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How To Pay Your Credit Card Bill
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Paying your Credit Card bill is simple, there are 3 choices -
  1. Pay the full amount by the due date (always better to pay it a week early so the money has plenty of time to clear)

  2. Pay the minimum amount by the final payment date, interest is then charged on the balance

  3. Pay an amount higher than the minimum amount but lower than the full amount. Interest is obviously charged on the remaining balance

As for the method of paying the bill there are a few options -

  • Online option 1 - If you've signed up to internet access for your card you can pay via the card provider's website

  • Online option 2 - Most bills including credit card ones can be paid direct from your own online banking account - See 3 easy steps to safe internet banking

  • Post - Post a cheque in the envelope provided with your account

  • At a bank - The monthly statement also comes with a paying in slip to use at a bank

  • Phone - Call them up and you'll normally get the choice to pay via speaking to a real person using your debit card or via an automated payment process where you use the phone's keypad to type your details in. In both of these cases only a debit, not a credit, card can be used

  • Direct Debit - This can be set up to pay either the balance in full whatever the amount or the minimum balance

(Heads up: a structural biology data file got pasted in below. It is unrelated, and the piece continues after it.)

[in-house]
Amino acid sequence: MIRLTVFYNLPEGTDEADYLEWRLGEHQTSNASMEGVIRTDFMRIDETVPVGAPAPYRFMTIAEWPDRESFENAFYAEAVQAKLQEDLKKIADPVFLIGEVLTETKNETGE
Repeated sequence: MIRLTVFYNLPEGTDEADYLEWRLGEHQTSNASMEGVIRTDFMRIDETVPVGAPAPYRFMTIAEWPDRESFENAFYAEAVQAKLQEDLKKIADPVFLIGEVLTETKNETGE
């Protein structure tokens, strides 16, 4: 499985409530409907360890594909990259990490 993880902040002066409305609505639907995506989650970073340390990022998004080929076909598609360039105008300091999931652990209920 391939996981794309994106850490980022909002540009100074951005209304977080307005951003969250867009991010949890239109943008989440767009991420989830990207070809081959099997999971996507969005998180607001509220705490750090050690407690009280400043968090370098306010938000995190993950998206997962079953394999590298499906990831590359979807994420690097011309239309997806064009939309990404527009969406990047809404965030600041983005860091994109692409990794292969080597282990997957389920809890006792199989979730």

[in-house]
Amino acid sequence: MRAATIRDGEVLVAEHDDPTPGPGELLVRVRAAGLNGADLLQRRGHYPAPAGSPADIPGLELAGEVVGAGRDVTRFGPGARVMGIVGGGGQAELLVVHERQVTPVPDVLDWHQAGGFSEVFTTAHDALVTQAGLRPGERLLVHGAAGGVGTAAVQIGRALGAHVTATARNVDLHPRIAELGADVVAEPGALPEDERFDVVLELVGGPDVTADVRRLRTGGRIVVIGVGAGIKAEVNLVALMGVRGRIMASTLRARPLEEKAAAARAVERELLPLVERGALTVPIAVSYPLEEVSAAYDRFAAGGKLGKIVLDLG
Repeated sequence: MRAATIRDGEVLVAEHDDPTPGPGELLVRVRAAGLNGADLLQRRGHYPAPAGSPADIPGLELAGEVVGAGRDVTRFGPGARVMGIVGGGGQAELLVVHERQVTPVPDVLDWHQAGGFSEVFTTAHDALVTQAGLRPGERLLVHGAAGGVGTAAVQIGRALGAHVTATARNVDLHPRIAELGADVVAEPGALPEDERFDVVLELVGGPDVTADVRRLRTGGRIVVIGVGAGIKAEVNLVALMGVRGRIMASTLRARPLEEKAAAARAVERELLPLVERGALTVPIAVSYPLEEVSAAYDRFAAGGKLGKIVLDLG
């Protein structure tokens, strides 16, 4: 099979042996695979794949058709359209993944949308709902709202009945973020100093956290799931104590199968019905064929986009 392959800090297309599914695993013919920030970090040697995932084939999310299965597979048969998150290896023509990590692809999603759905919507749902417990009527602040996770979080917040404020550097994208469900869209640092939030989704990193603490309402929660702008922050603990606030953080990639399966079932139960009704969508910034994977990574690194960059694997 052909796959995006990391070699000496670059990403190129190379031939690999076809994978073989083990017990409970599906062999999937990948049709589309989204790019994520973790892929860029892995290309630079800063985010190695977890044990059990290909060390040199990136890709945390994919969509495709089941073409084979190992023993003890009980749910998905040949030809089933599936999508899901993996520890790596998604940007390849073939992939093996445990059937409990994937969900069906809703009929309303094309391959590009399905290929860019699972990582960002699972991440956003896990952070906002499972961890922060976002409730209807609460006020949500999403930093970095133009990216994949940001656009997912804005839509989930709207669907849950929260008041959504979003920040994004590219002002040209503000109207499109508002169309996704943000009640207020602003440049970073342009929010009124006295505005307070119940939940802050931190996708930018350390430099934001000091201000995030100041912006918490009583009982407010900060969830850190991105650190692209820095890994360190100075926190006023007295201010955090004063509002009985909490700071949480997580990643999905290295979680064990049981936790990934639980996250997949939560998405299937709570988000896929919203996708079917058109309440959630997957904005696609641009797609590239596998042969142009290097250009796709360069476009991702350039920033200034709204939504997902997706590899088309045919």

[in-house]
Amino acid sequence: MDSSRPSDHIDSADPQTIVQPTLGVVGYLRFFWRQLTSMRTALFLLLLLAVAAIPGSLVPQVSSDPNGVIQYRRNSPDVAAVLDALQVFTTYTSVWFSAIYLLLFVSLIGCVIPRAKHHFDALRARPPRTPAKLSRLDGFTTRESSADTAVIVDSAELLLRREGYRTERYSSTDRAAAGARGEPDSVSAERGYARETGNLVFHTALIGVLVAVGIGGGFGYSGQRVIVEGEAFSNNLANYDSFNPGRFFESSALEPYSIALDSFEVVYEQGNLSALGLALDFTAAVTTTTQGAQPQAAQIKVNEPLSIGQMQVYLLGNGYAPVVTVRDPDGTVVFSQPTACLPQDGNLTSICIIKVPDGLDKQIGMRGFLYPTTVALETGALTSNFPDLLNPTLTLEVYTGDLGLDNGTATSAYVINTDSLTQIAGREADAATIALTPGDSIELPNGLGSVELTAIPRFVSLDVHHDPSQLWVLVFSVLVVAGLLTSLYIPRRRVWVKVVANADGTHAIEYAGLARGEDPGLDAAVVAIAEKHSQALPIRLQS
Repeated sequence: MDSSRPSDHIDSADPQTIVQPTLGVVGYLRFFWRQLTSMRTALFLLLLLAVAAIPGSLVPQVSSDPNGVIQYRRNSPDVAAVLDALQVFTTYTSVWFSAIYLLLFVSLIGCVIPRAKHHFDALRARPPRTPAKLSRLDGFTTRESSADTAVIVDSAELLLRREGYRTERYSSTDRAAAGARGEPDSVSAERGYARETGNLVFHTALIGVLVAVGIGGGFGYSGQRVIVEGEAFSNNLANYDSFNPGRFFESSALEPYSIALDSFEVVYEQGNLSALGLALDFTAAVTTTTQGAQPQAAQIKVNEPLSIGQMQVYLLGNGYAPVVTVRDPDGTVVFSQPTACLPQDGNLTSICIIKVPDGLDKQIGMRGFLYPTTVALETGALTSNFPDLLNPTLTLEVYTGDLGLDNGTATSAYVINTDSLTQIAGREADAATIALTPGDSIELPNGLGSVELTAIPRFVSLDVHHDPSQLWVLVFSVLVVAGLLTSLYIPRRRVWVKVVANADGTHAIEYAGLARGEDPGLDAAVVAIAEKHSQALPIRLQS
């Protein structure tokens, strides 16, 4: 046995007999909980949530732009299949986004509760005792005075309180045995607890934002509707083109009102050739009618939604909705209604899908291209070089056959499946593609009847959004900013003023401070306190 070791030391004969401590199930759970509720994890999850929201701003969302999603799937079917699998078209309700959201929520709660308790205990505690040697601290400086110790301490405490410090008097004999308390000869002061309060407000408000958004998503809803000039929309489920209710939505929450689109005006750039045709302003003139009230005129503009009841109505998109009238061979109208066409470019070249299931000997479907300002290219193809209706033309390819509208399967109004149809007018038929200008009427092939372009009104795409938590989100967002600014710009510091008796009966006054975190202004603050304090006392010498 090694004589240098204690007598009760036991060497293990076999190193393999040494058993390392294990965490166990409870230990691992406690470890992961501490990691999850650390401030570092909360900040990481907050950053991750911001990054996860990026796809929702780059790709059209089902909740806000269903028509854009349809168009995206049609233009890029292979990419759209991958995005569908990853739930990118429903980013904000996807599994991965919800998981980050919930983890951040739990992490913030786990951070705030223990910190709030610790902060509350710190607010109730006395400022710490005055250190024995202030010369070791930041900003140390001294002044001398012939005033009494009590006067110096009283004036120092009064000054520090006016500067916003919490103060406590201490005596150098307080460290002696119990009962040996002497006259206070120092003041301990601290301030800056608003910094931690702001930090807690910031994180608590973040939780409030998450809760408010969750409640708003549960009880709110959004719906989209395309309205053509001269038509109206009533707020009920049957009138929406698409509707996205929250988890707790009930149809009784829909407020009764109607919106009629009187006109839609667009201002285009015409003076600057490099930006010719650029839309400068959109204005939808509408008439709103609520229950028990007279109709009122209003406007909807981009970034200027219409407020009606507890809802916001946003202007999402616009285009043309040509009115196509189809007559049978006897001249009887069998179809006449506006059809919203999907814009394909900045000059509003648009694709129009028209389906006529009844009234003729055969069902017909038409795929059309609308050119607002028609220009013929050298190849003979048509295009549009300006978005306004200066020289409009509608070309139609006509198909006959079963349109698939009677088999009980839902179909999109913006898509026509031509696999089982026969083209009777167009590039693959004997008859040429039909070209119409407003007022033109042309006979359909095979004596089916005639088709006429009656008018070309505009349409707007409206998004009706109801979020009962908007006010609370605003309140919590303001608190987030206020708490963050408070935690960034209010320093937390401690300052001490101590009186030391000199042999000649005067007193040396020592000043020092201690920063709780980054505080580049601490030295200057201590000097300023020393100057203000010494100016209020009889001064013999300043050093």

Personally I use online banking to pay my credit card bills and I find that works well. However, some people suggest the following is the best way -

Set up a direct debit to pay the minimum balance each month

Late paying the bill - What happens
Every credit card statement has to be settled, by at least the minimum amount (usually 2% - 3% of the overall balance), at a set date every month, for example by the 20th.

If you fail to pay by this date it's not good news for 3 reasons -

  • You'll be billed around £12 as a late payment charge

  • The Credit Card company informs the credit agencies (such as Experian) of your payment record. If you make a payment by the correct date you'll receive a small positive tick, pay late and that will turn into a small negative cross. Continue to be a late payer and those negative crosses will add up and you may find it difficult to get accepted for new credit (credit cards, loans, mortgages, 0% deals from shops etc)

  • Be a chronic late payer (missing say more than 4 payments in a year) and you could find your interest rate raised by the credit card company, and raised considerably perhaps from 17.9% to 29.9%
Important - Miss 1 payment with a special offer Credit Card and the deal is OFF
0% credit cards or ones with discounted interest rates are all examples of special offer credit cards. Buried in their Terms & Conditions will be a clause saying if just a single payment is missed, even by a day, the deal is cancelled.

This will normally mean the interest rate is raised from say 0% to 18.9% (or higher) with immediate effect. Sadly, there is little if anything you can do in such a situation as it's one of the credit card company's traps designed to catch their customers out.

A golden rule therefore with any credit card that offers a special promotion (0% interest being the main one) is to make sure you never miss a payment. Do this by either setting up a direct debit to automatically pay at least the minimum every month, or pay (at least the minimum) within 1 week of the statement coming through the post.

See also

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How to Audit your Credit File

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How a clean credit rating can save you money
4 steps to a clean up any mistakes
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